The blackouts come at a time when people, particularly the elderly, are forced to remain indoors due to Covid-19.
At first, the state’s electrical grid operator last night asked customers to voluntarily reduce electricity use. But after power reserves fell to dangerous levels it declared a “Stage 3 emergency” cutting off power to people across the state at 6:30 pm.
The immediate reason for the black-outs was the failure of a 500-megawatt power plant and an out-of-service 750-megawatt unit not being available. “There is nothing nefarious going on here,” said a spokeswoman for California Independent System Operator (CAISO). “We are just trying to run the grid.”
But the underlying reasons that California is experiencing rolling black-outs for the second time in less than a year stem from the state’s climate policies, which California policymakers have justified as necessary to prevent deaths from heatwaves.
In October, Pacific Gas and Electric cut off power to homes across California to avoid starting forest fires. The utility and California’s leaders had over the previous decade diverted billions meant for grid maintenance to renewables.
And yesterday, California had to impose rolling blackouts because it had failed to maintain sufficient reliable power from natural gas and nuclear plants, or pay in advance for enough guaranteed electricity imports from other states.
It may be that California’s utilities and their regulator, the California Public Utilities Commission, which is also controlled by Gov. Newsom, didn’t want to spend the extra money to guarantee the additional electricity out of fears of raising California’s electricity prices even more than they had already raised them.
California saw its electricity prices rise six times more than the rest of the United States from 2011 to 2019, due to its huge expansion of renewables. Republicans in the U.S. Congress point to that massive increase to challenge justifications by Democrats to spend $2 trillion on renewables in the name of climate change.
Even though the cost of solar panels declined dramatically between 2011 and 2019, their unreliable and weather-dependent nature meant that they imposed large new costs in the form of storage and transmission to keep electricity as reliable. California’s solar panels and farms were all turning off as the blackouts began, with no help available from the states to the East already in nightfall.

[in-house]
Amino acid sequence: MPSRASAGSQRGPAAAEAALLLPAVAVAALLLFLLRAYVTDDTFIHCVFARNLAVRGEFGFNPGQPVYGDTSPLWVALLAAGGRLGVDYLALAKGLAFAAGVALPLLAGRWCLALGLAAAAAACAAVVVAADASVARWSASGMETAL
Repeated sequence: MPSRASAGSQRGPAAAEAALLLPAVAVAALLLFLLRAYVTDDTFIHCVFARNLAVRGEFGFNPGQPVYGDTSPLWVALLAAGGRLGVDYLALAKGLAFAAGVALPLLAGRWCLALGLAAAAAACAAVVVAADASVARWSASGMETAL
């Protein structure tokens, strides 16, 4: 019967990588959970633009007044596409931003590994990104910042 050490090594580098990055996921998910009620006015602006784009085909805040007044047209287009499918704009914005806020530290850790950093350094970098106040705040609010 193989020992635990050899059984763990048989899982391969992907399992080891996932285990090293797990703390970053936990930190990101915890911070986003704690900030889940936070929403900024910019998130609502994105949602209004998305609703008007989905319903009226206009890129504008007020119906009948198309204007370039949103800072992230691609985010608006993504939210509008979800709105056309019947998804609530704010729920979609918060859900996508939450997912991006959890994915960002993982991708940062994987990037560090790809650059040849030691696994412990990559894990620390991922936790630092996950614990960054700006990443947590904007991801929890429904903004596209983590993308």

Electricity from solar goes away at the very moment when the demand for electricity rises. “The peak demand was steady in late hours,” said the spokesperson for CAISO, which is controlled by Gov. Gavin Newsom, “and we had thousands of megawatts of solar reducing their output as the sunset.”
The two blackouts in less than a year are strong evidence that the tens of billions that Californians have spent on renewables come with high human, economic, and environmental costs.
Last December, a report by done for PG&E concluded that the utility’s customers could see blackouts double over the next 15 years and quadruple over the next 30.
California’s anti-nuclear policies also contributed to the blackouts. In 2013, Gov. Jerry Brown forced a nuclear power plant, San Onofre, in southern California to close.
Had San Onofre still been operating, there almost certainly would not have been blackouts on Friday as the reserve margin would have been significantly larger. The capacity of San Onofre was double that of the lost generation capacity that triggered the blackout.
California's current and former large nuclear plants are located on the coast, which allows for their electricity to travel shorter distances, and through less-constrained transmission lines than the state’s industrial solar farms, to get to the coastal cities where electricity is in highest demand.
There has been very little electricity from wind during the summer heatwave in California and the broader western U.S., further driving up demand. In fact, the same weather pattern, a stable high-pressure bubble, is the cause of heatwaves, since it brought very low wind for days on end along with very high temperatures.
Things won’t be any better, and may be worse, in the winter, which produces far less solar electricity than the summer. Solar plus storage, an expensive attempt to fix problems like what led to this blackout, cannot help through long winters of low output.
California’s electricity prices will continue to rise if it continues to add more renewables to its grid, and goes forward with plans to shut down its last nuclear plant, Diablo Canyon, in 2025.
Had California spent an estimated $100 billion on nuclear instead of on wind and solar, it would have had enough energy to replace all fossil fuels in its in-state electricity mix.
To manage the increasingly unreliable grid, California will either need to keep its nuclear plant operating, build more natural gas plants, or pay ever more money annually to reserve emergency electricity supplies from its neighbors.
After the blackouts last October, Gov. Newsom attacked PG&E Corp. for “greed and mismanagement” and named a top aide, Ana Matosantos, to be his “energy czar.”
“This is not the new normal, and this does not take 10 years to solve,” Newsom said. “The entire system needs to be reimagined.”